The timing of McDonnell’s lunar reconnaissance Gemini proposal seems curious. In early 1964 NASA was initiating the Lunar Orbiter programme to provide them with a long-duration robotic mapping capability. Given the reduced cost, complexity and safety concerns around an uncrewed reconnaissance vehicle, it’s hard to see what the USP of the Gemini plan was beyond the possibility of sending Americans around the moon sooner than Apollo (or the Soviets) could manage. An interesting internal memo from John Hammersmith of the Advanced Manned Missions Office to Eldon Hall of Launch Vehicle Programs dated April 3rd 1964 presents Hammersmith’s notes on the relative pros and cons of the various McDonnell configurations. Referring to the plans under the name Gemini L (Gemini Lunar) Hammersmith summarises the likely difficulties surrounding the qualification of vehicle changes (e.g. improved heat shielding), booster availability, upper stage integration, and the availability of launch facilities – some belonging to the Air Force rather than NASA. In many cases he agrees that the various Gemini L plans are a logical follow-on to the scheduled Gemini programme and use proven hardware, but he also points out that they represent no real progression in ability, stating repeatedly for each configuration:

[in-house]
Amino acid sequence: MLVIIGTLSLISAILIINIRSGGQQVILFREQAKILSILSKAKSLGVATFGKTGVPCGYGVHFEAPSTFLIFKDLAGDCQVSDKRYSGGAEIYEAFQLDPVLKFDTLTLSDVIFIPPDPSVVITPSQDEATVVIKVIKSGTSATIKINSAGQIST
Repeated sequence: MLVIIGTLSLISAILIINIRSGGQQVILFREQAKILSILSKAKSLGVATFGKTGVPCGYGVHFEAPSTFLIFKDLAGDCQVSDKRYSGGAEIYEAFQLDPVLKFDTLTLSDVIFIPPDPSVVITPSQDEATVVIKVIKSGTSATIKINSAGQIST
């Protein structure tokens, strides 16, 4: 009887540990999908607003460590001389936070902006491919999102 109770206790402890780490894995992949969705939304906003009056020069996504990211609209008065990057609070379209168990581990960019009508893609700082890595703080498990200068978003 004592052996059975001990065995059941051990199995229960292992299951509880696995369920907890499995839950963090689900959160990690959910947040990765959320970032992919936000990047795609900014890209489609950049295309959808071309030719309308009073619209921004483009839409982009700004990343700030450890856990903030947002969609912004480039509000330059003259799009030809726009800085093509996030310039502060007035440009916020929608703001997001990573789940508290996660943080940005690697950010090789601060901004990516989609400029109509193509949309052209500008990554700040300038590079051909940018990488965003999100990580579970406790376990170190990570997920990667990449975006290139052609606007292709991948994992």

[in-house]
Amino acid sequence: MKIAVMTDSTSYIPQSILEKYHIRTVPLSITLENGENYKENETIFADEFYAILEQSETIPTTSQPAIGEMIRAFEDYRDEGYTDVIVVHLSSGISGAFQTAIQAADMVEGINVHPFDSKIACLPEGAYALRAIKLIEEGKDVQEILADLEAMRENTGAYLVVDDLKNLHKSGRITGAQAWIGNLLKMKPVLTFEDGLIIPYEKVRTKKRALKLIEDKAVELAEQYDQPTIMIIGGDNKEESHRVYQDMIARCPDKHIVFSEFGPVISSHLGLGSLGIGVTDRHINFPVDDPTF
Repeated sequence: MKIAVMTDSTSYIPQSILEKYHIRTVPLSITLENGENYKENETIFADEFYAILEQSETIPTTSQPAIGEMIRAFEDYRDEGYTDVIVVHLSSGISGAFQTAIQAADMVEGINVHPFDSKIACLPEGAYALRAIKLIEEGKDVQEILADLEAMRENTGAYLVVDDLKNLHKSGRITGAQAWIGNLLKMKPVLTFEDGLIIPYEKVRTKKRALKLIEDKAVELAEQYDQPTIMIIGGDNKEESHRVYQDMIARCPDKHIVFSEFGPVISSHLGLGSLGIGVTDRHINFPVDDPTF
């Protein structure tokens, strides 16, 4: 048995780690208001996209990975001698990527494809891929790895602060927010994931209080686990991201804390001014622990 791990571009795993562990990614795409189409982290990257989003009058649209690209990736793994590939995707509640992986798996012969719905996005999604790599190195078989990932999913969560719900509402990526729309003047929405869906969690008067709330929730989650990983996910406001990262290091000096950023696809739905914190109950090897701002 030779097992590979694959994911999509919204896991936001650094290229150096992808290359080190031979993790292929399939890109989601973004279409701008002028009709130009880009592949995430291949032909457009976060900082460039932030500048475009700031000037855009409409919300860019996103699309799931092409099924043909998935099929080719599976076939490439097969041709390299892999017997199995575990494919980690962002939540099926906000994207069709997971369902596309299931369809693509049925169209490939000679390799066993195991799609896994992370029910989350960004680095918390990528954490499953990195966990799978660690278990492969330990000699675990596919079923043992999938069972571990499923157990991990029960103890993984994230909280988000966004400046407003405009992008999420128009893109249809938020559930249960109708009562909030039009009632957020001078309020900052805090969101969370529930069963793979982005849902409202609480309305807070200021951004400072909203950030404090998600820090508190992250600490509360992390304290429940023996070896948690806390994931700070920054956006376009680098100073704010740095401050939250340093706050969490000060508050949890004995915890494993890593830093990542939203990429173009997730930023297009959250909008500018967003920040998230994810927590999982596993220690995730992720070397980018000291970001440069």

“Other than achieving circumlunar flight prior to Apollo, contributes little to the advancement of spaceflight that is not already programmed.”
He also questions the capability of some of the configurations to accomplish the mission, but perhaps most tellingly sees one of the major drawbacks of the McDonnell plans being the “Possible interference with Apollo”. Whilst Hammersmith’s memo concerns itself solely with the technical feasibility of Gemini L, elsewhere the potential impacts of funding the programme would have been a more pressing cause for concern